Monday, 26 October 2009

On surnames

Let it be an ode to distance,
to lightness,
to a surface of bravery.

Let us vehemently shake hands,
introducing but one face
and one name to each party,

and deem ourselves efficient.

For it takes just such a flimsy of information
and artifical, if enthused, contact
to encourage our muscles to soar up
to the sides of our faces.

We smile uncontrollably, glued
to the necessity for companionship,

and no amount of speculation could seperate us
from this basic human need:
not the heaviest hard-back nor
the weightiest argument.

We are in it only to get inside it,
inside each other - however you may take that -
anyway, it means we take up less room.

Merrily we roll along,
forcing ourselves in and out
of each other's lives,
wiping away any residue
to save ourselves
from the undignified vulnerabilty of forever
wiping eyes.

Beneath pleasantries, tucked away inside silken breast pockets, folded over and stored in the credit-card compartments of over-used wallets, hearts
still beating
mechanically - if not manically -
along their little green lines in the dark.

So let us toast to budget airlines,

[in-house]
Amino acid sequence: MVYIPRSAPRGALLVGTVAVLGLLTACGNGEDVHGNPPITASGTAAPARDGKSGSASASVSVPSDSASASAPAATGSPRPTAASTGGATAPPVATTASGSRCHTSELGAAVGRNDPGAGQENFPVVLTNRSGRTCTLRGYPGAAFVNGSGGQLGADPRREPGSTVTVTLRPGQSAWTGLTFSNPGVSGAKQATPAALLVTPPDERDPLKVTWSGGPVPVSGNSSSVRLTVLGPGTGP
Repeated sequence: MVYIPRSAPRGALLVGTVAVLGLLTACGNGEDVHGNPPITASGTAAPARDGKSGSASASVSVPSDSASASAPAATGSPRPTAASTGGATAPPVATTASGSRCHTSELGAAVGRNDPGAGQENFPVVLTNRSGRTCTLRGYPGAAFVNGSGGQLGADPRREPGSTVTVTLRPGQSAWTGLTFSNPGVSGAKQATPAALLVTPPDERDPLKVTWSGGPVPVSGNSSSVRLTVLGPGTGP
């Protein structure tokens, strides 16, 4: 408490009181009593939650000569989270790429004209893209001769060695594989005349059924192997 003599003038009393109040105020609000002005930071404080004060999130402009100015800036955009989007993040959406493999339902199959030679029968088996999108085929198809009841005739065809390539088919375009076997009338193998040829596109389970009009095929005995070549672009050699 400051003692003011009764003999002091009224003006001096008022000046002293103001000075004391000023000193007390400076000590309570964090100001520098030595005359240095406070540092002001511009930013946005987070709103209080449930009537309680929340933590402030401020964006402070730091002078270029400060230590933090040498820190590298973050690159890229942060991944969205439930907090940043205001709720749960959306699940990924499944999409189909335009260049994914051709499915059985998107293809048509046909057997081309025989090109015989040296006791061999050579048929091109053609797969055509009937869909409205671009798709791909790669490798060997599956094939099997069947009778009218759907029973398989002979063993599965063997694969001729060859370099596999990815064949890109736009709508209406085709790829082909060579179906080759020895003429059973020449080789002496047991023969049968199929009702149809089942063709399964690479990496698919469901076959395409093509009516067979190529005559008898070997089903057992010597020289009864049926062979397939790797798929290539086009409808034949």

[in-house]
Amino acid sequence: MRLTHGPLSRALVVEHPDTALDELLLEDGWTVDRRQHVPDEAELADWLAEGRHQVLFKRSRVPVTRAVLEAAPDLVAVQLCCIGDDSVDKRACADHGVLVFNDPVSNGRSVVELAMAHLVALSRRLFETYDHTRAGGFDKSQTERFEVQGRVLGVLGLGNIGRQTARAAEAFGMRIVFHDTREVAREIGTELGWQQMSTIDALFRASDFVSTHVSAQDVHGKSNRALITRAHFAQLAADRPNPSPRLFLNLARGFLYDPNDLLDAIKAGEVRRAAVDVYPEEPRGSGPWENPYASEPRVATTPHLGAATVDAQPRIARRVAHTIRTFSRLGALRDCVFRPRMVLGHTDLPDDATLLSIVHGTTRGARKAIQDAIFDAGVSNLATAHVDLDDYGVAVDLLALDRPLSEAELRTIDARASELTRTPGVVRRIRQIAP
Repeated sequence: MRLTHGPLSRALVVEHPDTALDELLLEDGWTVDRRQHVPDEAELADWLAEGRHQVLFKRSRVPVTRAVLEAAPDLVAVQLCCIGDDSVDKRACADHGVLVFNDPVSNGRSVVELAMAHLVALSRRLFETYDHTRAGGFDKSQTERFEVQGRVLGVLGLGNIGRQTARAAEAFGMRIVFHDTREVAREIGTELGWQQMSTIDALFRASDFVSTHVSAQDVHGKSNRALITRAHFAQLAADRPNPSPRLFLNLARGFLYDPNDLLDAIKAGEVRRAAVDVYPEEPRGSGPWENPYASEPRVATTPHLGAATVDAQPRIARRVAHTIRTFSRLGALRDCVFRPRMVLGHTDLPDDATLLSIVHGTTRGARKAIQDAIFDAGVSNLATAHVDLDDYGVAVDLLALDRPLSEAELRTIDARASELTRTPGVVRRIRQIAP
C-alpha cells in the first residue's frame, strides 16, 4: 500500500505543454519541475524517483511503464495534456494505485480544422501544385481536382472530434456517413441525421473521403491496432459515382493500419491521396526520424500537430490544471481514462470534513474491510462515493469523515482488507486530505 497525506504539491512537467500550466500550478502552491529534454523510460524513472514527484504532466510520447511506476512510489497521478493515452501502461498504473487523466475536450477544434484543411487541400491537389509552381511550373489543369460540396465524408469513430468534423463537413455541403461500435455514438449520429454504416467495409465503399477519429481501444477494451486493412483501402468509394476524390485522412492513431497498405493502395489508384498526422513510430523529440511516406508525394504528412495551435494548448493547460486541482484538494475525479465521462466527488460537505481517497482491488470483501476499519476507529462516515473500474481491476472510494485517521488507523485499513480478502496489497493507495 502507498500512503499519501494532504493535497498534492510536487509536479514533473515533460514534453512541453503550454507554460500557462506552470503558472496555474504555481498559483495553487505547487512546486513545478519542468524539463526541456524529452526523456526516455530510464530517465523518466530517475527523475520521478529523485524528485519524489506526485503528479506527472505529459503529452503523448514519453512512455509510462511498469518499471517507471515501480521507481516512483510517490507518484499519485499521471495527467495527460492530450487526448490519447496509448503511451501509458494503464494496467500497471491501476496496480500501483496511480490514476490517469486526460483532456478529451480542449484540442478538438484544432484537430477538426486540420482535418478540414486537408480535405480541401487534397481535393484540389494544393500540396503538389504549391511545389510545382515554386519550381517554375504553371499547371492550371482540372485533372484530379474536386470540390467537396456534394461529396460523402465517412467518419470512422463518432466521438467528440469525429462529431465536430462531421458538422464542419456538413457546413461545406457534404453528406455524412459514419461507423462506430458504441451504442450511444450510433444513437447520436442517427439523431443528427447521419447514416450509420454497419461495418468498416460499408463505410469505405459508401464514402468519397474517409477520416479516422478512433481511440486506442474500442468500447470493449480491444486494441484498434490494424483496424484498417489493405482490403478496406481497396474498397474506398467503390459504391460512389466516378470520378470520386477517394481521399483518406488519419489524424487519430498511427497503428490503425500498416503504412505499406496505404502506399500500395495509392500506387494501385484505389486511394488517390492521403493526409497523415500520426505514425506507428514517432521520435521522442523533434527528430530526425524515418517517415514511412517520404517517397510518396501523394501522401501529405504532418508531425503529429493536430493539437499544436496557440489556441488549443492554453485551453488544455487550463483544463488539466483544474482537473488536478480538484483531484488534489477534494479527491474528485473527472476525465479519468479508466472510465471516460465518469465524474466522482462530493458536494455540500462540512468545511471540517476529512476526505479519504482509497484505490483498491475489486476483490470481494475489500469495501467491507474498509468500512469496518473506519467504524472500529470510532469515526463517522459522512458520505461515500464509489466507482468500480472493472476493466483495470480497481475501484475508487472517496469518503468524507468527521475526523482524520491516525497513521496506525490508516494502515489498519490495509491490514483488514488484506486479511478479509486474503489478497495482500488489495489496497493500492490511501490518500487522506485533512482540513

for easing up the drag of stale lifelines,
and for allowing us this freedom,
without consequence, of belonging
and to no-one
at all.

on breathing out

like hitting a tennis ball with a heavy racket,
like walking backwards,
like wanting to hold someone
just because they don't want to hold you anymore;

like the lost elasticity of skin,
and speeding trains pulling
breaths out; lost airs
idling at stations,
where everything is
not quite there;

like putting miles and miles between yourself
and everything -
taking cities like aspirins;
like running and running,
diminutive sobbing,
like turning your other cheek
forcefully toward a plethora of open mouths;

like a wind-forced smile,
like morning stretches,
like talking in one's sleep,
like dreaming in answers;

like finding a pit,
a small hollow that will collect your weepings,
knitting blankets from the anagrams of your tears;

like a dead end you are happy to die in,
like the mouth of a river closing around yours,
like the one hole you can feel whole inside of;

like the driest night,
with arid eyes,
like turning to pupa in another's pupils
and sliding on into that receding black hole
you have been avoiding for all of your life.